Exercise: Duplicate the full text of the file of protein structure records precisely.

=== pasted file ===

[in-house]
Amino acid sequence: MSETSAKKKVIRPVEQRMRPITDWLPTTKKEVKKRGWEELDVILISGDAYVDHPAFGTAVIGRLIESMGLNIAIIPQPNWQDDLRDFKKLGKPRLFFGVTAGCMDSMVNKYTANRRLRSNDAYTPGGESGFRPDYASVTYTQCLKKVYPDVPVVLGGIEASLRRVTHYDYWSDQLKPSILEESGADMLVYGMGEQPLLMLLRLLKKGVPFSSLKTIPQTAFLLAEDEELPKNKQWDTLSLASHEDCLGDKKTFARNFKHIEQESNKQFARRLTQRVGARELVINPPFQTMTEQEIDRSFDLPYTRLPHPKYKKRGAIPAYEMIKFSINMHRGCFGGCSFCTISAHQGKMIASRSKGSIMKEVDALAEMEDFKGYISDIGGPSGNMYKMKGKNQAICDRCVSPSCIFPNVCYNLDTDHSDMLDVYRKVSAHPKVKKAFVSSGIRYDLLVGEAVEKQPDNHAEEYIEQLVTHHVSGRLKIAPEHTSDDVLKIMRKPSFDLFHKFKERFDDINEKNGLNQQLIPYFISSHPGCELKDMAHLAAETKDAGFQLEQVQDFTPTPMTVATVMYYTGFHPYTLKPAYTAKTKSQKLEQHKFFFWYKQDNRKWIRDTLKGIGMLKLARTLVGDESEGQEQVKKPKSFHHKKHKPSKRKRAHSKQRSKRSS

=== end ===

[in-house]
Amino acid sequence: MSETSAKKKVIRPVEQRMRPITDWLPTTKKEVKKRGWEELDVILISGDAYVDHPAFGTAVIGRLIESMGLNIAIIPQPNWQDDLRDFKKLGKPRLFFGVTAGCMDSMVNKYTANRRLRSNDAYTPGGESGFRPDYASVTYTQCLKKVYPDVPVVLGGIEASLRRVTHYDYWSDQLKPSILEESGADMLVYGMGEQPLLMLLRLLKKGVPFSSLKTIPQTAFLLAEDEELPKNKQWDTLSLASHEDCLGDKKTFARNFKHIEQESNKQFARRLTQRVGARELVINPPFQTMTEQEIDRSFDLPYTRLPHPKYKKRGAIPAYEMIKFSINMHRGCFGGCSFCTISAHQGKMIASRSKGSIMKEVDALAEMEDFKGYISDIGGPSGNMYKMKGKNQAICDRCVSPSCIFPNVCYNLDTDHSDMLDVYRKVSAHPKVKKAFVSSGIRYDLLVGEAVEKQPDNHAEEYIEQLVTHHVSGRLKIAPEHTSDDVLKIMRKPSFDLFHKFKERFDDINEKNGLNQQLIPYFISSHPGCELKDMAHLAAETKDAGFQLEQVQDFTPTPMTVATVMYYTGFHPYTLKPAYTAKTKSQKLEQHKFFFWYKQDNRKWIRDTLKGIGMLKLARTLVGDESEGQEQVKKPKSFHHKKHKPSKRKRAHSKQRSKRSS